New Study on Internet Censorship and Political Activism in Uzbekistan
BY Lisa Goldman | Friday, July 20 2012
Uzbekistan is one of the most repressive states in the world. It ranks 195 on Freedom House's list of 197 countries, with North Korea ranking last and Turkmenistan occupying the penultimate place. Under President Islam Karimov, the government controls virtually all the printing houses, newspapers, television and radio stations; journalists working for the few independent newspapers practice self-censorship, out of fear of harassment, losing their job or jail time. The government also exercises sweeping control over online content: The south Asian state is ranked by Reporters Without Borders as an "enemy of the Internet".
According to a new study published by the New America Foundation, the government "uses filters, monitoring, intimidation, and violence to keep people from freely accessing the internet." Sarah Kendzior, the author of the report, describes the situation thus:
The spread of social media and mobile phones has challenged state control over access to information through the internet in Uzbekistan, but has had little effect on political organization or mobilization. The control the Uzbek state wields over internet use is not only practical, but ideological and psychological.
The government has been filtering, censoring and blocking Internet content since 2002, claiming it does so in order to protect the populace from content that runs contrary to the "national ideology." Meanwhile, it promotes content and social media platforms, such as the local Facebook clone YouFace, which allows the government to monitor social media content while promoting its own message. Internal security officers also use physical intimidation that includes ostentatiously patrolling Internet cafes and preventing students from accessing them from early morning until evening on school days.
But the government tightened control over Internet content in 2005, following the Andijan killings — an incident that Human Rights Watch terms a massacre. Government forces gunned down an estimated 700 citizens in the eastern Uzbek city; the dead, which included women and small children, were amongst several thousand unarmed demonstrators protesting the imprisonment of 23 local businessmen who had been accused of Islamic extremism. Since then, an atmosphere of fear and repression has settled over Uzbekistan, even as the popularity of social media platforms, blogging and mobile phone apps has increased. But as pointed out in the paper, Uzbeks exercise serious self-censorship online, avoiding political discussions and sticking to light entertainment or personal matters.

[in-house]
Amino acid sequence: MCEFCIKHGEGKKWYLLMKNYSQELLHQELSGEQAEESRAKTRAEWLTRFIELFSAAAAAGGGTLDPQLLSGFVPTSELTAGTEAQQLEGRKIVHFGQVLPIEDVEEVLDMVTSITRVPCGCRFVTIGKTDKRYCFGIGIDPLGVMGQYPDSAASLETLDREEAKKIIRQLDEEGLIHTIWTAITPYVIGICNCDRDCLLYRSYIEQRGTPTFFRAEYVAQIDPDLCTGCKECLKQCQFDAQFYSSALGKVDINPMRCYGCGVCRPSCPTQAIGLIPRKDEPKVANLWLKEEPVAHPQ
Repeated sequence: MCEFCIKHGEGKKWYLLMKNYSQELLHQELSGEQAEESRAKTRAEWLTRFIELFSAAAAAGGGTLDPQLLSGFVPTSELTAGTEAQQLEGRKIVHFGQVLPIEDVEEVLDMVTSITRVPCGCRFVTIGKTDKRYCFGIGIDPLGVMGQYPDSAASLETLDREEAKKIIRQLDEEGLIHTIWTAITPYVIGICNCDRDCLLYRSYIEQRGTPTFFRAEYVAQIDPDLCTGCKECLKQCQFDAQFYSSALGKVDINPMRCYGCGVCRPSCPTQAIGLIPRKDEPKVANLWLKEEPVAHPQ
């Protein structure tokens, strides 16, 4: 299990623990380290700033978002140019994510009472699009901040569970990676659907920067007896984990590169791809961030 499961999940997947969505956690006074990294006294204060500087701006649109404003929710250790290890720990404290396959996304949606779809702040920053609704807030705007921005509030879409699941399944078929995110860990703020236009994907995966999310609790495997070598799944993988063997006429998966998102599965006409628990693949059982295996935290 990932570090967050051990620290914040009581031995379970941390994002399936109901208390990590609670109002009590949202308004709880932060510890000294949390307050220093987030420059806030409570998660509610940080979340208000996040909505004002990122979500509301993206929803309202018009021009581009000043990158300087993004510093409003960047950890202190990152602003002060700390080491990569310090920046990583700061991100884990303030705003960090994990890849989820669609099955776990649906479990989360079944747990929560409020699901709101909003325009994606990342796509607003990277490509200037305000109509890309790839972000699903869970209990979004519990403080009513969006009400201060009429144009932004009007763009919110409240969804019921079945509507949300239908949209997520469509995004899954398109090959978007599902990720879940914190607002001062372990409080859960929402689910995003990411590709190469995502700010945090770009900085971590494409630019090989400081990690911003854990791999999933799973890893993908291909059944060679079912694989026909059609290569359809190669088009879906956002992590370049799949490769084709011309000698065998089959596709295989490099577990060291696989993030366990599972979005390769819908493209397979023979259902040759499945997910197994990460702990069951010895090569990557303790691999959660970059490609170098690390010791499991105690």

The government's repressive policies coupled with widespread self-censorship are creating a deeply insular society, which makes access to a safe place on the Internet psychologically and ideologically important, posits the author of this paper. In other words, people are forgetting basic democratic values as they avoid reading anything political, lest they be discovered by government monitors and punished with a loss of personal freedom. Democracy advocates need to take practical steps that would help ordinary Uzbeks stay in touch with what is happening in the world and show them how to create safe online spaces for the exchange of ideas. Digital Freedom of Expression in Uzbekistan is an informative study that delves into the relationship between political activism, democratic ideals and digital freedom. It combines historical background and context with strong analysis and pragmatic suggestions. In short - a worthwhile read.